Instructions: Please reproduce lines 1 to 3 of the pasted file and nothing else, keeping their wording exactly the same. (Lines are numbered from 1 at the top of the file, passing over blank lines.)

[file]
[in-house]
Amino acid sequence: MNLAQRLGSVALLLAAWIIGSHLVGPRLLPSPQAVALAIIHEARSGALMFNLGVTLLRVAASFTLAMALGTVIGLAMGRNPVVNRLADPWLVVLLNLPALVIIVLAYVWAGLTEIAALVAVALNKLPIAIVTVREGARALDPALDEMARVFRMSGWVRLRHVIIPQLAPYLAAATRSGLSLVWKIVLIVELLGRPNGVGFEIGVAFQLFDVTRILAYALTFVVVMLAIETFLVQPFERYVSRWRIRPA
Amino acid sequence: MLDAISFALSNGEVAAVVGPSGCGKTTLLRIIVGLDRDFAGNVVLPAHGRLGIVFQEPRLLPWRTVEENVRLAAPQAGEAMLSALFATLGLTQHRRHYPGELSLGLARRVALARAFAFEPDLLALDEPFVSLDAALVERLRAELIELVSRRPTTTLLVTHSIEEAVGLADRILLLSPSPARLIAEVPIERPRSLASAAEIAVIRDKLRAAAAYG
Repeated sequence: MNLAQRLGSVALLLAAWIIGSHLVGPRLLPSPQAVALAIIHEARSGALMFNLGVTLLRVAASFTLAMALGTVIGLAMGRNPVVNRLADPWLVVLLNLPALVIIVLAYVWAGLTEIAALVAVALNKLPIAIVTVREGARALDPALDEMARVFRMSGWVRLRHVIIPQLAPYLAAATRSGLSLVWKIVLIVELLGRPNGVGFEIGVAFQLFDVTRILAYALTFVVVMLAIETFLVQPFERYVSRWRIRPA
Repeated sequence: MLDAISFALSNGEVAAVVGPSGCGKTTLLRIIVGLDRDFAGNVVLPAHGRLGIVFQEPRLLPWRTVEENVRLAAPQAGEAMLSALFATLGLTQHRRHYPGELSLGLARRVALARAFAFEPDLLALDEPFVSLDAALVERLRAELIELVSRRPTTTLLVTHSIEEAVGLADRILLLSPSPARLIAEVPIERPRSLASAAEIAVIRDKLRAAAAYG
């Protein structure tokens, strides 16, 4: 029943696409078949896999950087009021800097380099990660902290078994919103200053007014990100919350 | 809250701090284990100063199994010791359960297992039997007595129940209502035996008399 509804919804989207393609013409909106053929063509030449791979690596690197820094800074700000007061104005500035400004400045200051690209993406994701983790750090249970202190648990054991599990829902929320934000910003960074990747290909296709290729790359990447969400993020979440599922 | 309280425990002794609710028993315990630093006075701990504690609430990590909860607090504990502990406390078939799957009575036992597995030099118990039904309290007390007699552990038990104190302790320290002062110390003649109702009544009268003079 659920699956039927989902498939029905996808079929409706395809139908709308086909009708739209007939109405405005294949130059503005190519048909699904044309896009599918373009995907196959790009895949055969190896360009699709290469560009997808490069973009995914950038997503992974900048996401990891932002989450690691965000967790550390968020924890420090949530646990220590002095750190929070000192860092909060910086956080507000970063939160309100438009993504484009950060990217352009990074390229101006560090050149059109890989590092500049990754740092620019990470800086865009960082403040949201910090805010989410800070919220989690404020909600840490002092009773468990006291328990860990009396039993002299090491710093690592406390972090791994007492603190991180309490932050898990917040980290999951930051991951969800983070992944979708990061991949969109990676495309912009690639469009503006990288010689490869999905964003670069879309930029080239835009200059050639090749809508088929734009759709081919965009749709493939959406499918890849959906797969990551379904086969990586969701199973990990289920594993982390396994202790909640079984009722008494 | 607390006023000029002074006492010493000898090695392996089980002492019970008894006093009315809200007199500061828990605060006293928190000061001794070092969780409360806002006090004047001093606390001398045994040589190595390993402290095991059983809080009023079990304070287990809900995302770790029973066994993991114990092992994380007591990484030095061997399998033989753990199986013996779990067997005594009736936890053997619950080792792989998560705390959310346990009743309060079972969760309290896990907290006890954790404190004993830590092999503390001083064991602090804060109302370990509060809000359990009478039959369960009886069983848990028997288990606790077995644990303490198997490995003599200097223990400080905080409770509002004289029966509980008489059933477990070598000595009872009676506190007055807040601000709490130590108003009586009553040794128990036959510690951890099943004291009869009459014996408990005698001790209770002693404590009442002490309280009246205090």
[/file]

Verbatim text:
[in-house]
Amino acid sequence: MNLAQRLGSVALLLAAWIIGSHLVGPRLLPSPQAVALAIIHEARSGALMFNLGVTLLRVAASFTLAMALGTVIGLAMGRNPVVNRLADPWLVVLLNLPALVIIVLAYVWAGLTEIAALVAVALNKLPIAIVTVREGARALDPALDEMARVFRMSGWVRLRHVIIPQLAPYLAAATRSGLSLVWKIVLIVELLGRPNGVGFEIGVAFQLFDVTRILAYALTFVVVMLAIETFLVQPFERYVSRWRIRPA
Amino acid sequence: MLDAISFALSNGEVAAVVGPSGCGKTTLLRIIVGLDRDFAGNVVLPAHGRLGIVFQEPRLLPWRTVEENVRLAAPQAGEAMLSALFATLGLTQHRRHYPGELSLGLARRVALARAFAFEPDLLALDEPFVSLDAALVERLRAELIELVSRRPTTTLLVTHSIEEAVGLADRILLLSPSPARLIAEVPIERPRSLASAAEIAVIRDKLRAAAAYG